The circuit shown includes a 400mV reference voltage on the comparator's inverting input. The comparator includes a 4mV hysteresis voltage which adds a bit of noise immunity. The threshold voltage can be raised to set the sensitivity level by adjusting R4. In the schematic below, it is 50k, which provides an input voltage DC of 0.196V. Riding on top of that is the 50 Hz signal (0.3v peak in this case).
Response time is very fast (within half a cycle) on "light-go-on" event, and slower at 40ms for "lights go off" event.
R3 represents a simple load - your infrared LED could be included in series with this resistor. An opto-coupler LED would likely require less current, so R3 would be sized to provide 10mA - 20mA current.

• From your diagram it looks like the 400mV reference is on the noninverting input? I suppose this doesn't matter with an AC signal. Just to check my understanding is correct, when the DC component + AC component exceeds the reference voltage on the comparator, the comparator will go open-collector and discharge C1. – bradfier Nov 29 '18 at 16:44
• Yes, when input exceeds threshold, the open-collector yanks "low" and turns off the MOSfet. The 20uF capacitor might be a bit large (discharge current is high). A 50k*2uF might be better for R1*C1 pair. You show a +5V supply: I'd change component values to R4=22k, M1=2N7002, R2=180. – glen_geek Nov 29 '18 at 16:56
• Thanks! Do you mind explaining how you arrived at values for R4? I understand the concept of biasing the AC signal but I don't know how you arrived at that resistance to produce a 0.196V bias. – bradfier Nov 29 '18 at 17:17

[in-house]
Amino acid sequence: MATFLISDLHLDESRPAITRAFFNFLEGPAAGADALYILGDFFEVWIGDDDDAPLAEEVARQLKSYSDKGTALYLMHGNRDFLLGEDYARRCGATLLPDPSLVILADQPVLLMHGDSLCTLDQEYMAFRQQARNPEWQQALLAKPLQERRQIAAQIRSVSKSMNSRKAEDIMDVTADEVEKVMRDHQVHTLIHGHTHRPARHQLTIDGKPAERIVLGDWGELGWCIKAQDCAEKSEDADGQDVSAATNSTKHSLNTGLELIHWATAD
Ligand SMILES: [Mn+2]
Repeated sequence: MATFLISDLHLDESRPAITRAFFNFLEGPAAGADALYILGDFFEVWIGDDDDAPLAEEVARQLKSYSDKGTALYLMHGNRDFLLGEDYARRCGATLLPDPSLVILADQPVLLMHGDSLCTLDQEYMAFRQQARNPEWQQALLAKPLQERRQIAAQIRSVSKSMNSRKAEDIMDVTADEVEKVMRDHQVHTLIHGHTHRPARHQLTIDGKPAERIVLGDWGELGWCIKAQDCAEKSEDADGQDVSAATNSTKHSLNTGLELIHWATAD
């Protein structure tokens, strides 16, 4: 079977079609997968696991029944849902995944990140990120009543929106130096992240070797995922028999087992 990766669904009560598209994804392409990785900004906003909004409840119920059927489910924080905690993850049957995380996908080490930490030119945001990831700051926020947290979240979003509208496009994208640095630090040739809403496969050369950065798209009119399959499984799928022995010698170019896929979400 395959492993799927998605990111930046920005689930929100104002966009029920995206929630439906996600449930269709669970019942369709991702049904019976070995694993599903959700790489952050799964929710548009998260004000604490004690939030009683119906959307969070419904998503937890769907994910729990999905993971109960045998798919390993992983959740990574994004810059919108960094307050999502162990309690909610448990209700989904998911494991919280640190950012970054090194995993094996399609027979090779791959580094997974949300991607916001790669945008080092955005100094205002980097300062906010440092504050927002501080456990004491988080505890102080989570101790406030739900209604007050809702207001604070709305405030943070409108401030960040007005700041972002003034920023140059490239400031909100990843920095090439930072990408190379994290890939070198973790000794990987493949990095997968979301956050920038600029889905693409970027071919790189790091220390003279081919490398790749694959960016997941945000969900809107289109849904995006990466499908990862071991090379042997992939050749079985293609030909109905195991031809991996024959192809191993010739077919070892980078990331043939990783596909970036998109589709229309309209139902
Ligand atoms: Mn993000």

• You can disregard that comment, I realised it was just a divider about 15m after writing that comment. Thanks again for the answer! – bradfier Nov 29 '18 at 17:40
• Just two observations- the comparator output max current is 40mA, so discharging a large cap without a limiting resistor may be a reliability issue. The second is the IN- resistor network should be biased such that the pin doesn't see a voltage below ground (the CT rating of 1V is likely to be an RMS value,not peak). See details on sheet 11 of the datasheet for details, you can limit the current to prevent damage, but they don't guarantee proper operation (output polarity reversal was an issue on some chips). – isdi Nov 29 '18 at 18:42

I wanted to suggest a pre-amplifier you might also consider. It's not a solution to all your requirements. But it provides a concept you might be able to consider to precondition your input signal. Part of my motivation to add something is that I'm not sure how much of a load your AC signal can support and I noticed you were considering the idea of using a high-impedance input of an opamp, too. So in that vein:

simulate this circuit – Schematic created using CircuitLab

The only purpose here is to develop an averaged voltage at DC OUT. There will be ripple on the order of a few tens of millivolts. But this isn't terribly important because of $$\R_4\$$. Near its lower end of resistance the output stays close to the top rail. But as you adjust (increase) its resistance from there, the AC signal magnitudes required to cause this output voltage to dive down below the half-way point between the rails changes. So I believe the potentiometer usage here will be okay for your needs.

As shown, it's also slow to respond. On the order of seconds, obviously ($$\R_3\$$ and $$\C_2\$$.) But you can adjust that.

Input loading is light. On the order of a microamp or two.

The BJTs used here are NOT critical.

Cost is low. No boutique parts involved, which may become unobtainium someday. But it's only a start of an idea. Not the whole thing.